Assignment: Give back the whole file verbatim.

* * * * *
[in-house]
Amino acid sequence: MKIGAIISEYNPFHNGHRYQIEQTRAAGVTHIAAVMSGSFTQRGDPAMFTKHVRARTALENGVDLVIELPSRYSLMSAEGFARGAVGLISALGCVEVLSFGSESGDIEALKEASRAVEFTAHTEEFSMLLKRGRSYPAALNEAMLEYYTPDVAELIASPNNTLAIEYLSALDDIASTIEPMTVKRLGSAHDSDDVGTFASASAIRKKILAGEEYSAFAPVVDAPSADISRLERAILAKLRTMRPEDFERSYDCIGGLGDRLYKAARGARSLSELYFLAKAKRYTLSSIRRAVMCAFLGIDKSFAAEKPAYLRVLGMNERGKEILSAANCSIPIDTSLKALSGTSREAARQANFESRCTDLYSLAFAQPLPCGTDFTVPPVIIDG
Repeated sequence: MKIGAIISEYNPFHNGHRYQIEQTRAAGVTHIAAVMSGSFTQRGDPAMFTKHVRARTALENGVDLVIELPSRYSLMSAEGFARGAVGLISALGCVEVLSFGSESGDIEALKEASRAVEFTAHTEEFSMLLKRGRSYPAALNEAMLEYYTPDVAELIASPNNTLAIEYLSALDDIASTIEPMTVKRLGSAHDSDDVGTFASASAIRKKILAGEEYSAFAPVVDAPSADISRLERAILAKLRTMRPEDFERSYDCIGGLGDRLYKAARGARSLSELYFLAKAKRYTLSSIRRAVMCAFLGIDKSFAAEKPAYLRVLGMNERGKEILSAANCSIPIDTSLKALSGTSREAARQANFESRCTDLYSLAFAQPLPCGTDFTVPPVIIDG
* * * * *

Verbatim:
[in-house]
Amino acid sequence: MKIGAIISEYNPFHNGHRYQIEQTRAAGVTHIAAVMSGSFTQRGDPAMFTKHVRARTALENGVDLVIELPSRYSLMSAEGFARGAVGLISALGCVEVLSFGSESGDIEALKEASRAVEFTAHTEEFSMLLKRGRSYPAALNEAMLEYYTPDVAELIASPNNTLAIEYLSALDDIASTIEPMTVKRLGSAHDSDDVGTFASASAIRKKILAGEEYSAFAPVVDAPSADISRLERAILAKLRTMRPEDFERSYDCIGGLGDRLYKAARGARSLSELYFLAKAKRYTLSSIRRAVMCAFLGIDKSFAAEKPAYLRVLGMNERGKEILSAANCSIPIDTSLKALSGTSREAARQANFESRCTDLYSLAFAQPLPCGTDFTVPPVIIDG
Repeated sequence: MKIGAIISEYNPFHNGHRYQIEQTRAAGVTHIAAVMSGSFTQRGDPAMFTKHVRARTALENGVDLVIELPSRYSLMSAEGFARGAVGLISALGCVEVLSFGSESGDIEALKEASRAVEFTAHTEEFSMLLKRGRSYPAALNEAMLEYYTPDVAELIASPNNTLAIEYLSALDDIASTIEPMTVKRLGSAHDSDDVGTFASASAIRKKILAGEEYSAFAPVVDAPSADISRLERAILAKLRTMRPEDFERSYDCIGGLGDRLYKAARGARSLSELYFLAKAKRYTLSSIRRAVMCAFLGIDKSFAAEKPAYLRVLGMNERGKEILSAANCSIPIDTSLKALSGTSREAARQANFESRCTDLYSLAFAQPLPCGTDFTVPPVIIDG